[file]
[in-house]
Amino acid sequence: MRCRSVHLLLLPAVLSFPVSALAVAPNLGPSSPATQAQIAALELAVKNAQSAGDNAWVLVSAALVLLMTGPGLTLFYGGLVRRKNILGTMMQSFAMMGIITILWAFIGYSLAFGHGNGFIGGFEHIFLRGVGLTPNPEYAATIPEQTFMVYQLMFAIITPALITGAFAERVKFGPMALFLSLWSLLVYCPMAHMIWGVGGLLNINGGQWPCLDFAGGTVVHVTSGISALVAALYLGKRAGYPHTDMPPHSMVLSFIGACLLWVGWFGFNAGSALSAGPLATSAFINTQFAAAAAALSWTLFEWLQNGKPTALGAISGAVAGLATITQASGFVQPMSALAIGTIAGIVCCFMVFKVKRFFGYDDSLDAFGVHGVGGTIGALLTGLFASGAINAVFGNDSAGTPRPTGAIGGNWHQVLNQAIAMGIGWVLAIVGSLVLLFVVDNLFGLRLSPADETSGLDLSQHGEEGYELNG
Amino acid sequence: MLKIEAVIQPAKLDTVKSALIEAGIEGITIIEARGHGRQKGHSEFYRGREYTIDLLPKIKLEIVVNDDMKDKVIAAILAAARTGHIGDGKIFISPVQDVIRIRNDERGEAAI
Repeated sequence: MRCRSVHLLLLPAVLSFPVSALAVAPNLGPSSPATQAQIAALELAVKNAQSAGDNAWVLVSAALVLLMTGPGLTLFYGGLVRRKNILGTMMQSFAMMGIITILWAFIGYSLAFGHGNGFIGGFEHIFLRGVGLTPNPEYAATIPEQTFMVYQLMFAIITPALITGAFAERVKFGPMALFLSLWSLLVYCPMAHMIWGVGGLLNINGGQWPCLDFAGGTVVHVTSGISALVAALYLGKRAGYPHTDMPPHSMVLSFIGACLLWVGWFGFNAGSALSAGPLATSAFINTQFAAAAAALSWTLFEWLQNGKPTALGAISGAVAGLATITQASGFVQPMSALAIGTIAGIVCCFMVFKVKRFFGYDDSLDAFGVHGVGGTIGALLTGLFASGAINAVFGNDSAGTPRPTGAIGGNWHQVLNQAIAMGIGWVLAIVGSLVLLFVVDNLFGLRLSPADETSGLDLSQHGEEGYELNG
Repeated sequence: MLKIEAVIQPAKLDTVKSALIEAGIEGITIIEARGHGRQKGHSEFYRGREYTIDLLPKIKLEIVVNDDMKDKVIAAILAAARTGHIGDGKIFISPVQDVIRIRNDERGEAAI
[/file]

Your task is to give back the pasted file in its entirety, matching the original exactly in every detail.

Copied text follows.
[in-house]
Amino acid sequence: MRCRSVHLLLLPAVLSFPVSALAVAPNLGPSSPATQAQIAALELAVKNAQSAGDNAWVLVSAALVLLMTGPGLTLFYGGLVRRKNILGTMMQSFAMMGIITILWAFIGYSLAFGHGNGFIGGFEHIFLRGVGLTPNPEYAATIPEQTFMVYQLMFAIITPALITGAFAERVKFGPMALFLSLWSLLVYCPMAHMIWGVGGLLNINGGQWPCLDFAGGTVVHVTSGISALVAALYLGKRAGYPHTDMPPHSMVLSFIGACLLWVGWFGFNAGSALSAGPLATSAFINTQFAAAAAALSWTLFEWLQNGKPTALGAISGAVAGLATITQASGFVQPMSALAIGTIAGIVCCFMVFKVKRFFGYDDSLDAFGVHGVGGTIGALLTGLFASGAINAVFGNDSAGTPRPTGAIGGNWHQVLNQAIAMGIGWVLAIVGSLVLLFVVDNLFGLRLSPADETSGLDLSQHGEEGYELNG
Amino acid sequence: MLKIEAVIQPAKLDTVKSALIEAGIEGITIIEARGHGRQKGHSEFYRGREYTIDLLPKIKLEIVVNDDMKDKVIAAILAAARTGHIGDGKIFISPVQDVIRIRNDERGEAAI
Repeated sequence: MRCRSVHLLLLPAVLSFPVSALAVAPNLGPSSPATQAQIAALELAVKNAQSAGDNAWVLVSAALVLLMTGPGLTLFYGGLVRRKNILGTMMQSFAMMGIITILWAFIGYSLAFGHGNGFIGGFEHIFLRGVGLTPNPEYAATIPEQTFMVYQLMFAIITPALITGAFAERVKFGPMALFLSLWSLLVYCPMAHMIWGVGGLLNINGGQWPCLDFAGGTVVHVTSGISALVAALYLGKRAGYPHTDMPPHSMVLSFIGACLLWVGWFGFNAGSALSAGPLATSAFINTQFAAAAAALSWTLFEWLQNGKPTALGAISGAVAGLATITQASGFVQPMSALAIGTIAGIVCCFMVFKVKRFFGYDDSLDAFGVHGVGGTIGALLTGLFASGAINAVFGNDSAGTPRPTGAIGGNWHQVLNQAIAMGIGWVLAIVGSLVLLFVVDNLFGLRLSPADETSGLDLSQHGEEGYELNG
Repeated sequence: MLKIEAVIQPAKLDTVKSALIEAGIEGITIIEARGHGRQKGHSEFYRGREYTIDLLPKIKLEIVVNDDMKDKVIAAILAAARTGHIGDGKIFISPVQDVIRIRNDERGEAAI